Breach, Threat Management, Data Security

Sally Beauty investigates breach, no evidence of stolen payment cards

A weeks-old attempted intrusion is still being investigated, but Texas-based Sally Beauty has no evidence to suggest that 282,000 payment cards found in an online underground crime market were pilfered from the worldwide beauty supplies retailer – despite reports that suggest otherwise.

“We have no evidence that payment card or consumer data was taken,” Karen Fugate, a Sally Beauty spokeswoman, told on Wednesday.

Technology journalist Brian Krebs reported on Wednesday that 282,000 credit and debit cards – which were posted for sale on a popular online underground crime market on March 2 – had been purloined from Sally Beauty. Krebs wrote that three different banks purchased cards from the cache and determined that purchases made in Sally Beauty stores was the common point of compromise.

“This article only implies that 15 cards were [used at] Sally Beauty,” Fugate said.

A couple of weeks ago, a Tripwire system used by Sally Beauty detected an attempted intrusion, Fugate said, explaining Sally Beauty quickly shut down systems at the time and investigated the situation.

Sally Beauty enlisted the services of Verizon Enterprise Solutions to investigate the incident and the issue was fixed before any problems could arise, Fugate said, adding that while an investigation is still ongoing, business operations are running normally.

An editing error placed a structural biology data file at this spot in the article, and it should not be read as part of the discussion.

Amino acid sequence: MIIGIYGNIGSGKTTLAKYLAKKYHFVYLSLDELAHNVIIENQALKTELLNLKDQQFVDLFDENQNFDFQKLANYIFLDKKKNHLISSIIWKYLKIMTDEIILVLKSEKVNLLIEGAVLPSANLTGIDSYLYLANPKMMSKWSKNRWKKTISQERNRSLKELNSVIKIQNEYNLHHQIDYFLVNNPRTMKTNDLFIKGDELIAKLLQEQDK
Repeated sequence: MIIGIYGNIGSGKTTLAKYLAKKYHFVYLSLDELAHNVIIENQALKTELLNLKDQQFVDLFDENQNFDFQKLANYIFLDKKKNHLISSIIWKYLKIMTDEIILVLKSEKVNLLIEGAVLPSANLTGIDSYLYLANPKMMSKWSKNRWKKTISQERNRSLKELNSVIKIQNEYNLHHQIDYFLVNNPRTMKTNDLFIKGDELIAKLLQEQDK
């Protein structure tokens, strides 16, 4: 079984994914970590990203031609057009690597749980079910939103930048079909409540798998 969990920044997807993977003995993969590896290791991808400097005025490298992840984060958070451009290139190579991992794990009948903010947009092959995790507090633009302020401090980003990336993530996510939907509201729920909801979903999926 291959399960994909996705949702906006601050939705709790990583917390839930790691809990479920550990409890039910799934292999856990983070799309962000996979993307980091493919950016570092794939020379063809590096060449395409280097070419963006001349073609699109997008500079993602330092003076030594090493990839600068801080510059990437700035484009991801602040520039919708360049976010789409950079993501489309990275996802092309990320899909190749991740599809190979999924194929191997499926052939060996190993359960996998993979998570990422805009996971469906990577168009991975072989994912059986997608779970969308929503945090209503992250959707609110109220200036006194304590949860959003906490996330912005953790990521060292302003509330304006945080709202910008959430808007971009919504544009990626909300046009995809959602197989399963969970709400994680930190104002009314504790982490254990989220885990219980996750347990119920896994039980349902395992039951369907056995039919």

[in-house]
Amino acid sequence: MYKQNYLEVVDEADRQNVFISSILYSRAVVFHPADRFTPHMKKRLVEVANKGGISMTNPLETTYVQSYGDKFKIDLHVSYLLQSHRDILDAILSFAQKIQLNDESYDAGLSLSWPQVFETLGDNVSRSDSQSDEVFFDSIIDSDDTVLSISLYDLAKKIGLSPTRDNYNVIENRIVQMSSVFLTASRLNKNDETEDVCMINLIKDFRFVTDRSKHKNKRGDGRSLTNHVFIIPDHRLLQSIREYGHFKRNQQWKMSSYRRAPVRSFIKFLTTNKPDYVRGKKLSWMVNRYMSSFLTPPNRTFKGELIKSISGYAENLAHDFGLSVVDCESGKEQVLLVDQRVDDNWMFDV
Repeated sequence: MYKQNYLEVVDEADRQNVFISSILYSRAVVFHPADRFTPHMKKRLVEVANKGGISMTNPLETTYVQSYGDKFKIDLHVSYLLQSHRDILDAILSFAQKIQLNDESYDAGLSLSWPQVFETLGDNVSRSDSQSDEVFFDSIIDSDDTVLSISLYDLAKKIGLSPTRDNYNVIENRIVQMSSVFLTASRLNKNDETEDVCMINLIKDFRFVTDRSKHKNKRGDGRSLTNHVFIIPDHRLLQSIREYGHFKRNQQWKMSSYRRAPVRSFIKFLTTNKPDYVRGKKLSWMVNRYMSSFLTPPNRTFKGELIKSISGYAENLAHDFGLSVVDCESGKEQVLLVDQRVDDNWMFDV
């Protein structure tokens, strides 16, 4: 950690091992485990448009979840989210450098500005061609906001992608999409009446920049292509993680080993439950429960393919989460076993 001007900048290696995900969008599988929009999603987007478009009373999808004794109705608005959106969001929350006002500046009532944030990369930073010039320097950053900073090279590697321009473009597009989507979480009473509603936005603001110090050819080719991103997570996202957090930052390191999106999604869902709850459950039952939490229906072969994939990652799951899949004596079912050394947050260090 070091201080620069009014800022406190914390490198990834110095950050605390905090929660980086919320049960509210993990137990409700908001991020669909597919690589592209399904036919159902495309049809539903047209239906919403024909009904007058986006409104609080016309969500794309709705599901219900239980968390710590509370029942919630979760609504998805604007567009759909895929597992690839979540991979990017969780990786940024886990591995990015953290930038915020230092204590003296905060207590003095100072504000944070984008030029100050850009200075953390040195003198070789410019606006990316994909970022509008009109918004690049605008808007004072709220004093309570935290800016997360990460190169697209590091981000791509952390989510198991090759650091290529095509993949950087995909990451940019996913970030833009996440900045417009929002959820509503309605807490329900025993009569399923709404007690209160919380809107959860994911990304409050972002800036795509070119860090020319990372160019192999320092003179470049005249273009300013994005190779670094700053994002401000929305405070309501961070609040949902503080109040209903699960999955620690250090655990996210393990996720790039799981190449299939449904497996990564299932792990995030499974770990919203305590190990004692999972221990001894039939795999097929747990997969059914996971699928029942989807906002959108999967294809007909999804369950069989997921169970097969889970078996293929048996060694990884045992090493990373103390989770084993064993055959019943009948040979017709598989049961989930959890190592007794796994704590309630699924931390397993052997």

In a Wednesday statement emailed to, Dwayne Melancon, chief technology officer with Tripwire, said that establishing a system to continuously monitor the IT networks helped Sally Beauty prevent a breach from occurring.

“An interesting aspect of this incident is that the company shut off external communications once they received the alert that something was wrong,” Melancon said. “It seems that many organizations that suffer a breach are inclined to leave their systems up and running, rather than contain their losses by turning off services which, in some situations, could be a better response.”

U.S. retailer breaches involving large amounts of payment card data have been on the rise in the past few months. Target and Neiman Marcus are among companies that have confirmed breaches, but others, including Michaels and Sears, have only said that investigations of possible breaches are ongoing.

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